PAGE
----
WHAT IS Transportation And Storage Costs

Transportation and storage costs are an allowable deduction on Internal Revenue Service (IRS) Form 3903, Moving Expenses. The costs are a moving expense deduction related to the costs of a taxpayer's relocation for employment. Transportation and storage costs include the cost of moving and storing the taxpayer's possessions.

Transportation and storage can only be deducted for certain types of property, including furniture, vehicles, pets and personal belongings. The cost of storing the taxpayer's belongings during the relocation process is deductible for the first 30 days.

BREAKING DOWN Transportation And Storage Costs

Transportation and storage costs involved in moving for a new job or other qualifying situations are deductible on personal income taxes. Transportation and storage costs are reported on Internal Revenue Service (IRS) Form 3903, Moving Expenses, aggregated with all other moving-related expenses. Transportation and storage costs, along with the reasons for the move, must meet certain requirements in order to be deductible.

Assuming the move itself qualifies as deductible, certain transportation and storage costs can be deducted. IRS instructions for itemizing these transportation and storage costs direct the taxpayer to deduct “the actual cost to pack, crate, and move your household goods and personal effects. You may also include the cost to store and insure household goods and personal effects within any period of 30 days in a row after the items were moved from your old home and before they were delivered to your new home.” Note that this does not necessarily cover every cost involved in transportation and storage surrounding moving to a new location and residence, so the taxpayer must keep careful account of expenses to ensure that allowable deductions are the only ones entered into Form 3903.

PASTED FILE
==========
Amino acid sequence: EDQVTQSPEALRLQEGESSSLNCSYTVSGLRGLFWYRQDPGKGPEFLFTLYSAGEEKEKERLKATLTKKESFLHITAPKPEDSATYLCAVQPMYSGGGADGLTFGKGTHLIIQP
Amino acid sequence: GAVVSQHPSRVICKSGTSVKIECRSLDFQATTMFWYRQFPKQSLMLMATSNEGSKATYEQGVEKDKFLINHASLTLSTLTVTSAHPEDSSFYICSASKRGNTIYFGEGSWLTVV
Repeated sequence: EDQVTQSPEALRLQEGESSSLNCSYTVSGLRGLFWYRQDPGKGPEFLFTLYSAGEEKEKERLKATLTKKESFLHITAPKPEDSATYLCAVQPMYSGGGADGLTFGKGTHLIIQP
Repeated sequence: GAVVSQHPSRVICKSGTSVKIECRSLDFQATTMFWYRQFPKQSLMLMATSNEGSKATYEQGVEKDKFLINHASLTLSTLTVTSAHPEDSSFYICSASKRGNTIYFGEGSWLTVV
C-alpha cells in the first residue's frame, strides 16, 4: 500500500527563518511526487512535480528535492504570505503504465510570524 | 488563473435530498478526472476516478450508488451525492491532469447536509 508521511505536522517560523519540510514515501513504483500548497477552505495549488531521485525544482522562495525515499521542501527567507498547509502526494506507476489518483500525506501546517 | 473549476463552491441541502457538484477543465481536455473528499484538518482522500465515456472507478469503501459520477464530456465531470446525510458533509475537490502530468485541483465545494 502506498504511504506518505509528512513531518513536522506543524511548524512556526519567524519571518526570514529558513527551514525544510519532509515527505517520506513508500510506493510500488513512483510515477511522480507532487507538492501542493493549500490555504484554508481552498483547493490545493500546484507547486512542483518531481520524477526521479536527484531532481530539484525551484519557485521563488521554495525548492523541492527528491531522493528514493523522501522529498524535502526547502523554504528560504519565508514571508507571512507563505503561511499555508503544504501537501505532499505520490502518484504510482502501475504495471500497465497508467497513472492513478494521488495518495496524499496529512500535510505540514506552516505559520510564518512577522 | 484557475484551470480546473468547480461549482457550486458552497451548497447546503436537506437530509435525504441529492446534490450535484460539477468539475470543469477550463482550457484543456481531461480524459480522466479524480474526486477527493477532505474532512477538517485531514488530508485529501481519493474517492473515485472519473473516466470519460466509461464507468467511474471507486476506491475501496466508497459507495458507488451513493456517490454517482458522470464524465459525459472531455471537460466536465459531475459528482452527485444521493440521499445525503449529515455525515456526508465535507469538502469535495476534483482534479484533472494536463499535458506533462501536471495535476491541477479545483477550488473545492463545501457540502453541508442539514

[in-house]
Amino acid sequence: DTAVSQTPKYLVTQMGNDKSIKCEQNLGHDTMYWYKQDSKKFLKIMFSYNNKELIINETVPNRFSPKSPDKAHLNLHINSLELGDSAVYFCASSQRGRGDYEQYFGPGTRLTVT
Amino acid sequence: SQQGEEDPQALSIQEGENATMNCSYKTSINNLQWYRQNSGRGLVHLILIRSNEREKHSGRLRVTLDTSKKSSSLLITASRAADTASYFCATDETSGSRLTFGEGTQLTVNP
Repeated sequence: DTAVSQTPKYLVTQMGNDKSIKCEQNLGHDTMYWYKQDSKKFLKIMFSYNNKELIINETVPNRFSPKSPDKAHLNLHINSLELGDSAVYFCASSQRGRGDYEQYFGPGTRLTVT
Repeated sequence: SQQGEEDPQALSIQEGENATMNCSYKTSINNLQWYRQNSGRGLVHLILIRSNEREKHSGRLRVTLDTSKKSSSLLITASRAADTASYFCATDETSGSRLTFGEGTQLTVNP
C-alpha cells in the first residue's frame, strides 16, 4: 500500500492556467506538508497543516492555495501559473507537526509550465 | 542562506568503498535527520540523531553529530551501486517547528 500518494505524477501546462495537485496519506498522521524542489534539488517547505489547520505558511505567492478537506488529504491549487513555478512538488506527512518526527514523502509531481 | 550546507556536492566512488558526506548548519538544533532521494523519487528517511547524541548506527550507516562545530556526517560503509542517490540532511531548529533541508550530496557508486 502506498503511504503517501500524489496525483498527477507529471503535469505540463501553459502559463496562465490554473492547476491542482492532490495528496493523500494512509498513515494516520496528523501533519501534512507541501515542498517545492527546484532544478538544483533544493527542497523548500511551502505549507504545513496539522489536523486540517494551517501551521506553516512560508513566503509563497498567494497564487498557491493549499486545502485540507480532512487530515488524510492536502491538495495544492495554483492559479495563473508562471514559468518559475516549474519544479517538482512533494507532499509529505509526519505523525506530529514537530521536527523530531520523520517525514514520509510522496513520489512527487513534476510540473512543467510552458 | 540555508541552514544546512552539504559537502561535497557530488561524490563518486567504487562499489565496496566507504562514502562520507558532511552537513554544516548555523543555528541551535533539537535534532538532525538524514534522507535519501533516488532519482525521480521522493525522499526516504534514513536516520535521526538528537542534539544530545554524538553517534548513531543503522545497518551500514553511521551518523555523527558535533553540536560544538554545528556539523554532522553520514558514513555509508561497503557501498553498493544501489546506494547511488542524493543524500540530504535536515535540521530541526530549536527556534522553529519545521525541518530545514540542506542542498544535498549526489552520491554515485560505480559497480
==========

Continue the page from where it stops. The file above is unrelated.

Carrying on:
Transportation and Storage Costs vs Travel and Lodging Expenses

IRS Form 3903, Moving Expenses, allows taxpayers to itemize deductible expenses for qualified moves. The two categories allowed are transportation and storage of property and travel and lodging expenses for the taxpayer and dependents. Previously, the IRS allowed for deduction of pre-move housing search expenses as well as meals and temporary housing costs, but as of 1993 those were no longer allowed as deductible expenses. Instead, the two categories that are allowed are movement of physical items to the new residence, including periods of storage for these items, and movement of the taxpayer and dependents to the new residence, with one trip allowed per person. This assumes that there is less flexibility in moving physical items than there is in moving people, because the built-in deductions assume that the movement of people will take one trip while the movement of things may take multiple trips and stops over a period of 30 days.